“‘Except you become as little children’ means unless you fully recognize your complete dependence on God, you cannot know the real power of the Son in his true relationship with the Father” (T-1.48.5:6). I’ve always appreciated this line, because it eschews the usual interpretation—that we should emulate the innocence of children—in favor of what Jesus probably originally meant—that we should emulate the dependence of children on their parents.
However, only recently have I applied this passage on a personal level. And this opened up for me a new issue: Am I comfortable in acknowledging my complete dependence on God? It initially didn’t feel comfortable. I like to feel that I am self-existing and self-sustaining, yet free to turn to God for help when I choose. The idea that my very being depends on God seems like a scary level of dependency.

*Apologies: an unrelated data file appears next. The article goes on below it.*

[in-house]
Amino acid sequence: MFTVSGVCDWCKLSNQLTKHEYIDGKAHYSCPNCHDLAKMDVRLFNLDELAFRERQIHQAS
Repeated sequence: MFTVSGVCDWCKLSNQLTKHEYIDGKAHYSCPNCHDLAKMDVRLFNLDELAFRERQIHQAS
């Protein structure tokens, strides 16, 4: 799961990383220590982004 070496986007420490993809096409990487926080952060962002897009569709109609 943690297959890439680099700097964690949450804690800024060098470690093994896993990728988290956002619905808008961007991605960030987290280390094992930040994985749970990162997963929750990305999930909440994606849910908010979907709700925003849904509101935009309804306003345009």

As I thought about it, though, I realized that dependence can also be a good thing, if what you’re depending on is really there for you. I mean, we depend on the ground beneath our feet, and don’t think twice about that. We depend on people we trust, and that works if they are dependable. What is so bad, then, about depending on God, even completely? Can’t we trust Him?
Another problem with dependency, of course, is it can be disempowering. We become the weak ones leaning on the strong. This is clearly what the above passage is designed to counteract. It says when we are willing to acknowledge our complete dependence on God, then we discover our true power as His Son. See how neatly this takes care of our resistance! Total dependence equals total power.
So what I’m seeking now is feeling really good about this complete dependence, feeling safe in it, and feeling empowered by it. It’s a different way of looking at myself. But to the extent I can go there, I like it. Well, mostly!